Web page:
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Add A D-tuner for sustain?

Discussion in 'Basses [BG]' started by Scott Lynch, Feb 24, 2006.


  1. Scott Lynch

    Scott Lynch Supporting Member

    A few articles I've read mention using a device such as a fat finger to add sustain to an instrument that's prone to dead spots? Would a Hipshot D-tuner, besides having the obvious benefit of an on-the-fly drop D, add enough weight to the neck to have a noticable impact on sustain? Or is the whole fat finger etc. deal a bunch of balderdash? My '78 P is pretty bad around the 7th fret on the G string so I've been investigating this issue.
     
  2. Bryan R. Tyler

    Bryan R. Tyler TalkBass: Usurping My Practice Time Since 2002 Staff Member Administrator Gold Supporting Member

    May 3, 2002
    Connecticut
    Hipshot Xtender keys are really lightweight- they won't add more than a few ounces. They add no noticable difference in sustain on my basses whatsoever. They are very handy though.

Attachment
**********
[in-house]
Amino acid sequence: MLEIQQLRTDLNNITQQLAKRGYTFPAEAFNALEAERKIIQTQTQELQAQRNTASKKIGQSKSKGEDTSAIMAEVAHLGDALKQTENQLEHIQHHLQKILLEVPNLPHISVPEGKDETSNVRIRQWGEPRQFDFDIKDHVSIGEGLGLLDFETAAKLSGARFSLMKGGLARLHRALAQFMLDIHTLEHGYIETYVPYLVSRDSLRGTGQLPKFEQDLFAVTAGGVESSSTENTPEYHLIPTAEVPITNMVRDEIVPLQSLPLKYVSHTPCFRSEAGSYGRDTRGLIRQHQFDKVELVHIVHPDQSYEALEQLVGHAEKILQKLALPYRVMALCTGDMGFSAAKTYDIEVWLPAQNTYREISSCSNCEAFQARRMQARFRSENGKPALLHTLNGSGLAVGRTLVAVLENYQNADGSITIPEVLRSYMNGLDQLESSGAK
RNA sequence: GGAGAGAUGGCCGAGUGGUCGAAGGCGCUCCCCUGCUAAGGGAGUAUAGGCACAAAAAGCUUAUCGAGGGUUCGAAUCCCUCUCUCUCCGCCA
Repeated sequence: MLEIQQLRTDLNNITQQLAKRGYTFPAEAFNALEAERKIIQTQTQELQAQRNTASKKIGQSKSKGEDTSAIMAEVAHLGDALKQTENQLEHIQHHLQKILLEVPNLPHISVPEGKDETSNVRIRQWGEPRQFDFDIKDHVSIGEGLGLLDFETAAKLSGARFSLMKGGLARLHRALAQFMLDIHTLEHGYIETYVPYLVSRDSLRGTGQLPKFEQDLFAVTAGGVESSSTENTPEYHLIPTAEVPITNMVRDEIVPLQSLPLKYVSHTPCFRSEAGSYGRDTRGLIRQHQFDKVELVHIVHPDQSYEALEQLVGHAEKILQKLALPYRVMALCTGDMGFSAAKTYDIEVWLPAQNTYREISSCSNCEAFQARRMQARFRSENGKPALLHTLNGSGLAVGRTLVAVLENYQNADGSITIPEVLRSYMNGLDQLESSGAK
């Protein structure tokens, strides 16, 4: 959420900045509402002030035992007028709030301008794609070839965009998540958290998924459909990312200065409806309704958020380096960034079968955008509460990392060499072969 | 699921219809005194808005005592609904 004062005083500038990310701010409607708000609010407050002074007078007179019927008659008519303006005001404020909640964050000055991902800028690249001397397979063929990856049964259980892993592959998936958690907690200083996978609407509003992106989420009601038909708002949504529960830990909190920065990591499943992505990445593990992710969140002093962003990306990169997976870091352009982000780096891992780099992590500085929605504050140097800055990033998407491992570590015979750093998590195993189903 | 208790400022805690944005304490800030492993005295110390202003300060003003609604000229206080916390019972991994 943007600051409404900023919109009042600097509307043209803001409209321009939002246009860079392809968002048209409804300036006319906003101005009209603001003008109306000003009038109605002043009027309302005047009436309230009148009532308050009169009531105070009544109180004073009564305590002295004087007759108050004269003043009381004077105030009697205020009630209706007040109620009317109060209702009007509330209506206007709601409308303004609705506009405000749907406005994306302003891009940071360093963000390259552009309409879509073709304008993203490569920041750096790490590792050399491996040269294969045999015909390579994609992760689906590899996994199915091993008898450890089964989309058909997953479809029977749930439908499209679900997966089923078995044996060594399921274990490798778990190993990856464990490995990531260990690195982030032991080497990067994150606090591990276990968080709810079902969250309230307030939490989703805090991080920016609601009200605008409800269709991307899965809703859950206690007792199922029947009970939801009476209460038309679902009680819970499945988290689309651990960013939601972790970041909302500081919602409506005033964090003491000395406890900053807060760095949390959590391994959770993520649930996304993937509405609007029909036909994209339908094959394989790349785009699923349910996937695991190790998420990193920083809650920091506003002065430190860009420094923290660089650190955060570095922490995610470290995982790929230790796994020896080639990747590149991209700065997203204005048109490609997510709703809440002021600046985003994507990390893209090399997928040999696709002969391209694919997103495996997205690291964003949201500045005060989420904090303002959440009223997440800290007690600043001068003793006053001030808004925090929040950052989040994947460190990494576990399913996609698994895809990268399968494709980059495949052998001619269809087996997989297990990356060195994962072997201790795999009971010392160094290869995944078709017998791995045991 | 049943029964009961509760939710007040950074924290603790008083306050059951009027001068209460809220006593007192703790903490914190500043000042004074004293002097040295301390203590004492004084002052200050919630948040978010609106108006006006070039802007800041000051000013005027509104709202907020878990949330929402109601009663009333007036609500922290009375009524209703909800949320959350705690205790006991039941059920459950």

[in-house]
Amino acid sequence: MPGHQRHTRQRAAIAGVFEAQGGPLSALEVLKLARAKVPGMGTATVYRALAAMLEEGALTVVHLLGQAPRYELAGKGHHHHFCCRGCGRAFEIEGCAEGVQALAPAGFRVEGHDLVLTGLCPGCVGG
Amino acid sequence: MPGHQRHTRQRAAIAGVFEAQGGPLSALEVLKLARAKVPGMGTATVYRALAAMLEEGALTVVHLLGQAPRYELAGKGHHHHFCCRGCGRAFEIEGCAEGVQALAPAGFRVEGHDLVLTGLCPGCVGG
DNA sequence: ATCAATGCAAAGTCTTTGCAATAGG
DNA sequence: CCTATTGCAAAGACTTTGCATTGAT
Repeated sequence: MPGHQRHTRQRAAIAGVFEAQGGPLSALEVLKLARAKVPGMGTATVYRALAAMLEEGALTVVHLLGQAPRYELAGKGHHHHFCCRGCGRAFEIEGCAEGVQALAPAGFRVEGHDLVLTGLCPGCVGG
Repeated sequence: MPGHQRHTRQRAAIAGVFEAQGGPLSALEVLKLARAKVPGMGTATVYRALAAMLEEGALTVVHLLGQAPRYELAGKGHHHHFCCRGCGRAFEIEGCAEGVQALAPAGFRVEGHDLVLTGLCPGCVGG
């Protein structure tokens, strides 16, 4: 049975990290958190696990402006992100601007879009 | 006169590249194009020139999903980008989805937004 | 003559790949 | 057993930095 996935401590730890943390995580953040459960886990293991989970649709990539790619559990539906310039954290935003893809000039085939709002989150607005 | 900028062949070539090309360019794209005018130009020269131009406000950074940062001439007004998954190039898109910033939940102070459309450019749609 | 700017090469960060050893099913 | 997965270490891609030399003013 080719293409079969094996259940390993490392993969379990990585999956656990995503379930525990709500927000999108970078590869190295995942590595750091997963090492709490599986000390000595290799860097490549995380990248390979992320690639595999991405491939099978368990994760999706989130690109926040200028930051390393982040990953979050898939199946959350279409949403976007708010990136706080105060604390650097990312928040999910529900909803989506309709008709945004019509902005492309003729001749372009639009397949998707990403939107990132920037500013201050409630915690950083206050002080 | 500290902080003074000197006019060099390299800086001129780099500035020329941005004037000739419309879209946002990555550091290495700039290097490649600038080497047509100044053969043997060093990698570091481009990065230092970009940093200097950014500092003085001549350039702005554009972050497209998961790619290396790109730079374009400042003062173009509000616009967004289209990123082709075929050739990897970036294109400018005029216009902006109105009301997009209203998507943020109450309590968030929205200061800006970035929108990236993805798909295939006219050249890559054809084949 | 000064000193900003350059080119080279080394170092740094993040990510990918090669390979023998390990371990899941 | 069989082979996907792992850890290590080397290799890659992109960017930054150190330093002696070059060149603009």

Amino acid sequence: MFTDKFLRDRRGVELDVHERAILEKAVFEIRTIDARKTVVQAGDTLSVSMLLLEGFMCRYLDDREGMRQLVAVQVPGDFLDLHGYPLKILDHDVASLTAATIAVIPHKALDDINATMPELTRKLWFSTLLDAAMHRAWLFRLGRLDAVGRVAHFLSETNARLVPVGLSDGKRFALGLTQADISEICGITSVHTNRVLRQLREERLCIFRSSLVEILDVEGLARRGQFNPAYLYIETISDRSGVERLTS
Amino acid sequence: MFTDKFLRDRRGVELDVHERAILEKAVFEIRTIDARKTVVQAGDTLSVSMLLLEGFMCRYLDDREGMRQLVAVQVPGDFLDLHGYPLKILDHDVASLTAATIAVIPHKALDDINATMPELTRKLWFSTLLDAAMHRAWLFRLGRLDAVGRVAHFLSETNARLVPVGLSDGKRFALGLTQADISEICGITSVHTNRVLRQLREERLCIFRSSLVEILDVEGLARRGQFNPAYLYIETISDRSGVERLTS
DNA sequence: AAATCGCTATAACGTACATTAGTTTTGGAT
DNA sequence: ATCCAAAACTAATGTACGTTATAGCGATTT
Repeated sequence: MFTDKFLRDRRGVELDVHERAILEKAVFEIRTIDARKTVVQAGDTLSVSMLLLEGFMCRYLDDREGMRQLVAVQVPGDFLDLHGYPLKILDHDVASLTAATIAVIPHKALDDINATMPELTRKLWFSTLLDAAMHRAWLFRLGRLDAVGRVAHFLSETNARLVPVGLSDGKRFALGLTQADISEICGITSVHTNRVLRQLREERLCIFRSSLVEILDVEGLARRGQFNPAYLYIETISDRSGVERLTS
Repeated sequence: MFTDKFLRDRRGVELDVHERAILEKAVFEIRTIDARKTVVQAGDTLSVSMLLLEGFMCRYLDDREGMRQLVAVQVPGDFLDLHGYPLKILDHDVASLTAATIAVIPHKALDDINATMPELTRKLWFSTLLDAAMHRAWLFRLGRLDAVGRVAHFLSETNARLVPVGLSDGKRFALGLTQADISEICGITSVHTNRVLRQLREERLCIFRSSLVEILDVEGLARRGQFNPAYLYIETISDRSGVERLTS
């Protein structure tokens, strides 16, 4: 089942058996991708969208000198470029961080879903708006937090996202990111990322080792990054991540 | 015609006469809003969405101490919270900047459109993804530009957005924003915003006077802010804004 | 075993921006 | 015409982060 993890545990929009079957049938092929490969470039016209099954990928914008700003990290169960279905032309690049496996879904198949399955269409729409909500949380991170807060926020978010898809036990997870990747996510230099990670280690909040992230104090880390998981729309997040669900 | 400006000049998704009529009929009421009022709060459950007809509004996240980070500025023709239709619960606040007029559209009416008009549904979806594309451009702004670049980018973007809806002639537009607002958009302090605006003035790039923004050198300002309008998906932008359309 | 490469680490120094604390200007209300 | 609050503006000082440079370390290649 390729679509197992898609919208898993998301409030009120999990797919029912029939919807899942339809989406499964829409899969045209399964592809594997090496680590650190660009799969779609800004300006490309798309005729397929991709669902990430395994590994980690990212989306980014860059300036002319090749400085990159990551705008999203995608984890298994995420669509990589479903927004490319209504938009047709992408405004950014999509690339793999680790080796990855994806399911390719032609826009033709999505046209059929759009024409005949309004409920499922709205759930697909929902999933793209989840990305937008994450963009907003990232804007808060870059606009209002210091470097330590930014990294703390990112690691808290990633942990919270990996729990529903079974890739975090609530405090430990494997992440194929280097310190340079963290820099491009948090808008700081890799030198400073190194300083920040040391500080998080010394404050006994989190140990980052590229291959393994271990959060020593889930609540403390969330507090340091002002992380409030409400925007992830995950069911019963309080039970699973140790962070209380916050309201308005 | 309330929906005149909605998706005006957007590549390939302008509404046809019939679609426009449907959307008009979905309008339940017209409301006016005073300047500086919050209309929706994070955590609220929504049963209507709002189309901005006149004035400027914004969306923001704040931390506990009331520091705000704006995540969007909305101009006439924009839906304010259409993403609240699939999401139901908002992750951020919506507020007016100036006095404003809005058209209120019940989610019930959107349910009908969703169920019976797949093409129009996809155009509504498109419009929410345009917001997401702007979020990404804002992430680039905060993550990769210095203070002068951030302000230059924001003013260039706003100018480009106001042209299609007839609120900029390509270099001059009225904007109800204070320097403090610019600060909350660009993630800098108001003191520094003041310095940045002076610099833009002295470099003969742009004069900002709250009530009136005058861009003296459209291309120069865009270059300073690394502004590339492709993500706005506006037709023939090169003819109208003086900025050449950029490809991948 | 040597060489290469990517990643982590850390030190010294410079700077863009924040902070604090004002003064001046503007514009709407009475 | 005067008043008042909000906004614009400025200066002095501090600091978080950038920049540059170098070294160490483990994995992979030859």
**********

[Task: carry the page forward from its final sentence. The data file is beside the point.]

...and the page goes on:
3. bikeplate

    bikeplate Supporting Member

    Jun 7, 2001
    Upstate NY
    HI

    Only add it to drop D tune. Very are ultra light items

    Rob
     
  4. rotero

    rotero

    Feb 25, 2006
    Orlando, FL
    I just added the BT-3 (Pre-CBS, Kluson Reverse style) to my 60's Jazz and it does the Fat-Finger trick. Dead-spot gone!

    Yours would be the BT-2 judging by the date of your bass, which is the second most massive size. Certainly more massive than the "Ultralight" tuners.

    http://www.hipshotproducts.com/cart.php?m=product_list&c=6

    You are essentially installing a double plate behing the headstock with a small cam lever. It does add some weight and I can feel it in the neck balance and the slightly "tighter" feeling neck. I wasn't sure I liked it for the first ten minutes or so, but it won me over with its flawless construction and effectiveness. The sustain bump was icing on the cake, but I had been pondering the Fat-Finger and I am not anymore.

    Good luck!
     
  5. B String

    B String Supporting Member

    Apr 11, 2002
    Los Angeles
    The main problem with adding weight to the headstock,
    is neck dive. I once had a frettless Fender with dead
    spot issues. I added a brass plate the same shape as
    my headstock on the back of the headstock. It worked
    great other than my headstock did a swan dive for the
    floor every time I stopped holding the neck up.
    I think I'd be looking for a new neck, or a new bass.